Darling of the cockpit: The real Amy Johnson

Amy setting off, August 11, 1930 from Croydon Airport on a flight to her home city of Hull. This was to be the start of a three month publicity tour of the country
Amy setting off, August 11, 1930 from Croydon Airport on a flight to her home city of Hull. This was to be the start of a three month publicity tour of the country
  • A new photographic book hopes to shed new light on the private life of the very public face of aviator Amy Johnson. Sarah Freeman reports.
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There are a few iconic images of Hull-born aviator Amy Johnson. Most of them picture her next to a plane having just set off or having just returned from another record-breaking flight. Nines times out of 1o, she’s dressed for the part in jumpsuit and flying goggles. A new photographic collection, Amy Johnson: A Life in Pictures, is a little different.

There are planes, lots of them, but there are also more candid pictures taken behind the scenes of her often gruelling publicity tours and others of her on holiday, enjoying a few days of relaxation between adventures.

Madeira 1935. A note on the back of this photograph, in Amy's handwriting, reads: "You can see what fun we are having - picnic lunch on the rocks. See how brown I am! these peopel are all young and friendly and we have good times together."

Madeira 1935. A note on the back of this photograph, in Amy's handwriting, reads: "You can see what fun we are having - picnic lunch on the rocks. See how brown I am! these peopel are all young and friendly and we have good times together."

“Amy Johnson’s image is already so well known,” says Rick Welton, director of this year’s Amy Johnson Festival in Hull. “But as we developed our plans for the event it became clear that there were many more photographs of Amy which shed a deeper, clearer light on her life and character than the few that are routinely reproduced in biographies. They show the woman and the personality behind the glamorous facade and the ambitious record breaker.”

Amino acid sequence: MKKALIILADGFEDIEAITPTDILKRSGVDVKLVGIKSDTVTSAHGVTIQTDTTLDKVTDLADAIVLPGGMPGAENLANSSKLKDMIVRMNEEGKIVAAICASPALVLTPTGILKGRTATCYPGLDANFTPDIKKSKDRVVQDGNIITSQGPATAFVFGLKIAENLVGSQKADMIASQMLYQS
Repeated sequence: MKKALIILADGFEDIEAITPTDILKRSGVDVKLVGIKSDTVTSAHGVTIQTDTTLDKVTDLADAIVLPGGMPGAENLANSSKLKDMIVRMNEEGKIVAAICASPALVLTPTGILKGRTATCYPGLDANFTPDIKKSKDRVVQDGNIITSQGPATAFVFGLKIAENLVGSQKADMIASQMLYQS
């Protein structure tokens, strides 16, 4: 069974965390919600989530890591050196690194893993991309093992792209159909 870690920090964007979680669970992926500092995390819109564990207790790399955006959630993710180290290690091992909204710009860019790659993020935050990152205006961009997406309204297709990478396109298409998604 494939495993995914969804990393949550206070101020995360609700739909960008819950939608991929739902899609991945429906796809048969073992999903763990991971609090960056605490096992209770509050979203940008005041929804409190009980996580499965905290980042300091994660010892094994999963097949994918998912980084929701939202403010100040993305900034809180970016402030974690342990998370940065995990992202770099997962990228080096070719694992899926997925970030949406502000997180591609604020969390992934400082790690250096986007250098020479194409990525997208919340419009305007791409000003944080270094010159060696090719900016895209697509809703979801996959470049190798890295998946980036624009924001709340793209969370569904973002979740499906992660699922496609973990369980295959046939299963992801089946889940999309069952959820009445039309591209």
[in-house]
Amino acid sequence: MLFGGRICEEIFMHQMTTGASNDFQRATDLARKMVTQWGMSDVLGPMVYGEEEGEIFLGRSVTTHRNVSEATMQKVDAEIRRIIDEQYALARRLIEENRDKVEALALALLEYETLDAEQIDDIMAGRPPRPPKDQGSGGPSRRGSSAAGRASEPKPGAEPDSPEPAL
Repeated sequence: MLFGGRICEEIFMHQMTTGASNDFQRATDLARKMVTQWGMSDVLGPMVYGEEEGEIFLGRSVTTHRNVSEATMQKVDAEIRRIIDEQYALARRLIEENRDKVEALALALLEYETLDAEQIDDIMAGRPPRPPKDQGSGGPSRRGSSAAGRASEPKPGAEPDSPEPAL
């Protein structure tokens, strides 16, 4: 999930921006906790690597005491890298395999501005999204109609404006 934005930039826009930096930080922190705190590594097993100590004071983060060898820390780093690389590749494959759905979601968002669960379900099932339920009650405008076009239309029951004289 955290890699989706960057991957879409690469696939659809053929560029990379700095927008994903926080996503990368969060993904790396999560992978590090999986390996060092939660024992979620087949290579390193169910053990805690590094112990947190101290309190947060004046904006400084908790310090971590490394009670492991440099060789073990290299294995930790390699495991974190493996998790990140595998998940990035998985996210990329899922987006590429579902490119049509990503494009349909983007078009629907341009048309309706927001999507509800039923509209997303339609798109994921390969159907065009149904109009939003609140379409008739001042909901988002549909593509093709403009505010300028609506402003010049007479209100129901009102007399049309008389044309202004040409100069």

From early studio photographs before the world knew her name to family snapshots, the book chronicles Johnson’s short life. Born in 1903 when photography was a relatively new medium, by the time of her death in 1941, when her plane went off course during what should have been a routine flight from Prestwick to Oxford, bulky camera equipment had been replaced by lighter handheld devices.

“I think these photographs provide a glimpse of a world in transition,” says Rick. “When Amy flew to Australia in 1930 the majority of her flight was over countries of the British Empire, a world map that was to change radically during the rest of the 20th century. These photographs also document the styles and fashions from the late Edwardian period, through the inter-war years, to the start of the Second World War. Everyone involved in the festival hopes the book is not just a photographic tribute to a remarkable woman, but will introduce many more people to Amy Johnson and her achievements.”

• Amy Johnson: A Life in Pictures is published by Paul Gibson, priced £18.

August 1, 1933. They crossed the Atlantic, but not without incident, making a forced landing on Monday, July 24 in marshland near Bridgeport aerodrome on Long Island Sound, about 40 miles short of New York. Both were injured.

August 1, 1933. They crossed the Atlantic, but not without incident, making a forced landing on Monday, July 24 in marshland near Bridgeport aerodrome on Long Island Sound, about 40 miles short of New York. Both were injured.

December 1932, St Moritz, Switzerland. After an exhausting Cape Town flight, Amy and Jim had a much deserved holiday abroad

December 1932, St Moritz, Switzerland. After an exhausting Cape Town flight, Amy and Jim had a much deserved holiday abroad